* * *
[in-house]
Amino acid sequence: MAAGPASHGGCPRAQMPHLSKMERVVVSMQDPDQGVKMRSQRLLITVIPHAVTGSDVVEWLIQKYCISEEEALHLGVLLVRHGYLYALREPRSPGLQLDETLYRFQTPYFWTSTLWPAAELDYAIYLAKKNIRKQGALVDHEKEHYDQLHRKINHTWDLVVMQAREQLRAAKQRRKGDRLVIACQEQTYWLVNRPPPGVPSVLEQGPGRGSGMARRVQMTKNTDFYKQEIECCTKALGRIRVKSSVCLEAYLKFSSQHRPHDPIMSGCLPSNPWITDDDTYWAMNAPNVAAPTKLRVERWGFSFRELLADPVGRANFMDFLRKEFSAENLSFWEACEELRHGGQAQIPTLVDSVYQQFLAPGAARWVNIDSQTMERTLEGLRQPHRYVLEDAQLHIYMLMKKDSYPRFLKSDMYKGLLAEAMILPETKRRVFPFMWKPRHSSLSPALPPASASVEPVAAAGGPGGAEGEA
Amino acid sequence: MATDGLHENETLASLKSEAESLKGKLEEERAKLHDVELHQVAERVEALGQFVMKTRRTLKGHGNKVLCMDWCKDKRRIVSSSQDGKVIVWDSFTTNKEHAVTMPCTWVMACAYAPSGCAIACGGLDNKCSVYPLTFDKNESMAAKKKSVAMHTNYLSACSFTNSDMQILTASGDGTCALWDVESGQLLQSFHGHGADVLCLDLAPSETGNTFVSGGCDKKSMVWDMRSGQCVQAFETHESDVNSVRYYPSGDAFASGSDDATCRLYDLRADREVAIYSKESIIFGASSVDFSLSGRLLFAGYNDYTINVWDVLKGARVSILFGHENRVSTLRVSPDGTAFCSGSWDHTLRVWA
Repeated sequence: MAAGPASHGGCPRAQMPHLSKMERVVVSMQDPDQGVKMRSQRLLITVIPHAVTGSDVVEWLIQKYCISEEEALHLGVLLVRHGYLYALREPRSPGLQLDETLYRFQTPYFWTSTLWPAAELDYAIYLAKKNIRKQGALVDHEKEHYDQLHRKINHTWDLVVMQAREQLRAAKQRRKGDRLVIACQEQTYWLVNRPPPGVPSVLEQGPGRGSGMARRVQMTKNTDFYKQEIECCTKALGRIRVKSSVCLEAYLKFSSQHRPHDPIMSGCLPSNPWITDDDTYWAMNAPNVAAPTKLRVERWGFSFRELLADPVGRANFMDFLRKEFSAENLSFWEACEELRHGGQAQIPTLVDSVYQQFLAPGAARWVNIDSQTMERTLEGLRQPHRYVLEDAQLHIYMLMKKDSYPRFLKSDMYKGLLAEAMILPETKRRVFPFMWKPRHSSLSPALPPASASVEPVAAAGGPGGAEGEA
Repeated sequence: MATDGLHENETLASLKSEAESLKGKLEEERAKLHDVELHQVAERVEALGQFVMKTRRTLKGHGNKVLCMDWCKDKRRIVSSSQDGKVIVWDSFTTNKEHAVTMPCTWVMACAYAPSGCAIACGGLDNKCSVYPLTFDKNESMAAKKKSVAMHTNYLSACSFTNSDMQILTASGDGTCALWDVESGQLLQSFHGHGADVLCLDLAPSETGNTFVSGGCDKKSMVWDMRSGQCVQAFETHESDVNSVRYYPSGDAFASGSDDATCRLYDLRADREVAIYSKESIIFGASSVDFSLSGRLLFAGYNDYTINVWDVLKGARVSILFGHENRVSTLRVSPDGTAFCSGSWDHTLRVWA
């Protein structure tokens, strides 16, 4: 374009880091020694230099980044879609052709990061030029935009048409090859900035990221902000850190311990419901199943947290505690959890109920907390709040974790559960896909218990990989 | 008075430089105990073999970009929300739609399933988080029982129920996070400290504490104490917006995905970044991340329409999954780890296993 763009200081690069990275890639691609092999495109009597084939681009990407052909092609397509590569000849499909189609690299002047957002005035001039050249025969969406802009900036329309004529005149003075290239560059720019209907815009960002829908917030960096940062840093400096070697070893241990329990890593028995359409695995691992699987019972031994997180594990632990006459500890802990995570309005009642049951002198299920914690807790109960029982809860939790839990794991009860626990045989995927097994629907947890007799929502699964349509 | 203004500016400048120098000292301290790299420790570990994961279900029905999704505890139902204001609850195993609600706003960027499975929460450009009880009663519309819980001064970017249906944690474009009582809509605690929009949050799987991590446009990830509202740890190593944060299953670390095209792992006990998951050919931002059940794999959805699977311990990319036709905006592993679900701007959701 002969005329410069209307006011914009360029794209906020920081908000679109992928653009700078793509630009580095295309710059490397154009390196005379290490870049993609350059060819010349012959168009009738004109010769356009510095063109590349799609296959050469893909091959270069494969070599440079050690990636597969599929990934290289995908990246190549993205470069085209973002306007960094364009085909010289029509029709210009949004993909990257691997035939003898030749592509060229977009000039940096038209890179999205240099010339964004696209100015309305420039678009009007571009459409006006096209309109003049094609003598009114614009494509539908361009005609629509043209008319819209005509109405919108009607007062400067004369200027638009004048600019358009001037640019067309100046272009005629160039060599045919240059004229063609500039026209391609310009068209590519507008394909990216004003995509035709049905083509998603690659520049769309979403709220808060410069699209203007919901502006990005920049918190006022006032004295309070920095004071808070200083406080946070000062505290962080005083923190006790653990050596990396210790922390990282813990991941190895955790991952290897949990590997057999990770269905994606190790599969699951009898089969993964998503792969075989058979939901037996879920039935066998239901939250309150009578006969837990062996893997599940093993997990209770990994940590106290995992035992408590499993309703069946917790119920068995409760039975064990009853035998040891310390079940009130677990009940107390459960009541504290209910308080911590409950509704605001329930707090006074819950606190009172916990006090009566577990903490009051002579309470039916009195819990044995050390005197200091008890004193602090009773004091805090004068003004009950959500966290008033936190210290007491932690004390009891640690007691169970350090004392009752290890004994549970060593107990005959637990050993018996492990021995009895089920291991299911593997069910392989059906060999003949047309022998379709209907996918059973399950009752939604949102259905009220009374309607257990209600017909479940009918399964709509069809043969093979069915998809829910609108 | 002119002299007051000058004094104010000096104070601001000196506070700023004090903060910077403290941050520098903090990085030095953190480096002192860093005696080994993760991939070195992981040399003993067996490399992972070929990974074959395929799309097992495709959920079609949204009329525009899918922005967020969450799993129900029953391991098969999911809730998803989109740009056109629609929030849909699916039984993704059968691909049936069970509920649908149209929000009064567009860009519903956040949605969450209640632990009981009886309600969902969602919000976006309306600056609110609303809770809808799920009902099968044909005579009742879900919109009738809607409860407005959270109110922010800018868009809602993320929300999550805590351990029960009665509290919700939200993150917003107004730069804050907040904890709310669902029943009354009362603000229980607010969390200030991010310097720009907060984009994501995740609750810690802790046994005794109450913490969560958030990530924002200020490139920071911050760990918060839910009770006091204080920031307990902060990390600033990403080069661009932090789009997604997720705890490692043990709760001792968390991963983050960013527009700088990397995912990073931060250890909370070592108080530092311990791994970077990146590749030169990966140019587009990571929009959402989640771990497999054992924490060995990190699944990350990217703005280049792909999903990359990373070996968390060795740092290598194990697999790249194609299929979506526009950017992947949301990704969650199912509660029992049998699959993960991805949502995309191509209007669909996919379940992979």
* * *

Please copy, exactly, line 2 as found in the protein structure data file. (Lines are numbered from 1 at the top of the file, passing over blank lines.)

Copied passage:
Amino acid sequence: MAAGPASHGGCPRAQMPHLSKMERVVVSMQDPDQGVKMRSQRLLITVIPHAVTGSDVVEWLIQKYCISEEEALHLGVLLVRHGYLYALREPRSPGLQLDETLYRFQTPYFWTSTLWPAAELDYAIYLAKKNIRKQGALVDHEKEHYDQLHRKINHTWDLVVMQAREQLRAAKQRRKGDRLVIACQEQTYWLVNRPPPGVPSVLEQGPGRGSGMARRVQMTKNTDFYKQEIECCTKALGRIRVKSSVCLEAYLKFSSQHRPHDPIMSGCLPSNPWITDDDTYWAMNAPNVAAPTKLRVERWGFSFRELLADPVGRANFMDFLRKEFSAENLSFWEACEELRHGGQAQIPTLVDSVYQQFLAPGAARWVNIDSQTMERTLEGLRQPHRYVLEDAQLHIYMLMKKDSYPRFLKSDMYKGLLAEAMILPETKRRVFPFMWKPRHSSLSPALPPASASVEPVAAAGGPGGAEGEA